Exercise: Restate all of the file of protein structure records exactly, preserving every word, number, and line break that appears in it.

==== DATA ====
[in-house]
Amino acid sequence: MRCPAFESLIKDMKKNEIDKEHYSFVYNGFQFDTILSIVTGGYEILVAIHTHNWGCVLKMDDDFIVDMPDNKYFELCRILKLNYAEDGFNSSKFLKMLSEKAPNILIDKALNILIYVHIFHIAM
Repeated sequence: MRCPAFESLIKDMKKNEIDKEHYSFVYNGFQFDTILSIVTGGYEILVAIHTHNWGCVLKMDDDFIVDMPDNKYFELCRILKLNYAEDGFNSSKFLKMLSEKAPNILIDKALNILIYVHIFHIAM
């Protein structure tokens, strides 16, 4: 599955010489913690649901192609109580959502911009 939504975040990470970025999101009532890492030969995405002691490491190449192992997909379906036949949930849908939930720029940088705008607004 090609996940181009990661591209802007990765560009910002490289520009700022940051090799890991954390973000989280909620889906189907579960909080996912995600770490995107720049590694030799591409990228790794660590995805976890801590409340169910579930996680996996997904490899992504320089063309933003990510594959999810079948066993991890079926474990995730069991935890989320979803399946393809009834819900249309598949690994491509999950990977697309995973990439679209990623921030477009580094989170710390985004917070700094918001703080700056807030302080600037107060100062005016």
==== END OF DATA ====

[in-house]
Amino acid sequence: MRCPAFESLIKDMKKNEIDKEHYSFVYNGFQFDTILSIVTGGYEILVAIHTHNWGCVLKMDDDFIVDMPDNKYFELCRILKLNYAEDGFNSSKFLKMLSEKAPNILIDKALNILIYVHIFHIAM
Repeated sequence: MRCPAFESLIKDMKKNEIDKEHYSFVYNGFQFDTILSIVTGGYEILVAIHTHNWGCVLKMDDDFIVDMPDNKYFELCRILKLNYAEDGFNSSKFLKMLSEKAPNILIDKALNILIYVHIFHIAM
């Protein structure tokens, strides 16, 4: 599955010489913690649901192609109580959502911009 939504975040990470970025999101009532890492030969995405002691490491190449192992997909379906036949949930849908939930720029940088705008607004 090609996940181009990661591209802007990765560009910002490289520009700022940051090799890991954390973000989280909620889906189907579960909080996912995600770490995107720049590694030799591409990228790794660590995805976890801590409340169910579930996680996996997904490899992504320089063309933003990510594959999810079948066993991890079926474990995730069991935890989320979803399946393809009834819900249309598949690994491509999950990977697309995973990439679209990623921030477009580094989170710390985004917070700094918001703080700056807030302080600037107060100062005016």